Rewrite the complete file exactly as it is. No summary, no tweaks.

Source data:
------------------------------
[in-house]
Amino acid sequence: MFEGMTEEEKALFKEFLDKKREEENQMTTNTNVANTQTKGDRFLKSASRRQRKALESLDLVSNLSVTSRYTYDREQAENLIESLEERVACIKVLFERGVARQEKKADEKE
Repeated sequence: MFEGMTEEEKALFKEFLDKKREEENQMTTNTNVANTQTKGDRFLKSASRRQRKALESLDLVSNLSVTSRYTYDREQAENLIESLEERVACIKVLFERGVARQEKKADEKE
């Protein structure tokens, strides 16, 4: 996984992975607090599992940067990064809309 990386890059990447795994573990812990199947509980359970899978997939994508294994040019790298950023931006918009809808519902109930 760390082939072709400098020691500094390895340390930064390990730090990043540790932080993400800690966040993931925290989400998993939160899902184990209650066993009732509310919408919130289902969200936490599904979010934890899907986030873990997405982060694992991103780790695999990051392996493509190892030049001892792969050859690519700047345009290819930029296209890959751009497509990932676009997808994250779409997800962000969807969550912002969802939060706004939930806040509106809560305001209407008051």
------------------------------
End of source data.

[in-house]
Amino acid sequence: MFEGMTEEEKALFKEFLDKKREEENQMTTNTNVANTQTKGDRFLKSASRRQRKALESLDLVSNLSVTSRYTYDREQAENLIESLEERVACIKVLFERGVARQEKKADEKE
Repeated sequence: MFEGMTEEEKALFKEFLDKKREEENQMTTNTNVANTQTKGDRFLKSASRRQRKALESLDLVSNLSVTSRYTYDREQAENLIESLEERVACIKVLFERGVARQEKKADEKE
């Protein structure tokens, strides 16, 4: 996984992975607090599992940067990064809309 990386890059990447795994573990812990199947509980359970899978997939994508294994040019790298950023931006918009809808519902109930 760390082939072709400098020691500094390895340390930064390990730090990043540790932080993400800690966040993931925290989400998993939160899902184990209650066993009732509310919408919130289902969200936490599904979010934890899907986030873990997405982060694992991103780790695999990051392996493509190892030049001892792969050859690519700047345009290819930029296209890959751009497509990932676009997808994250779409997800962000969807969550912002969802939060706004939930806040509106809560305001209407008051």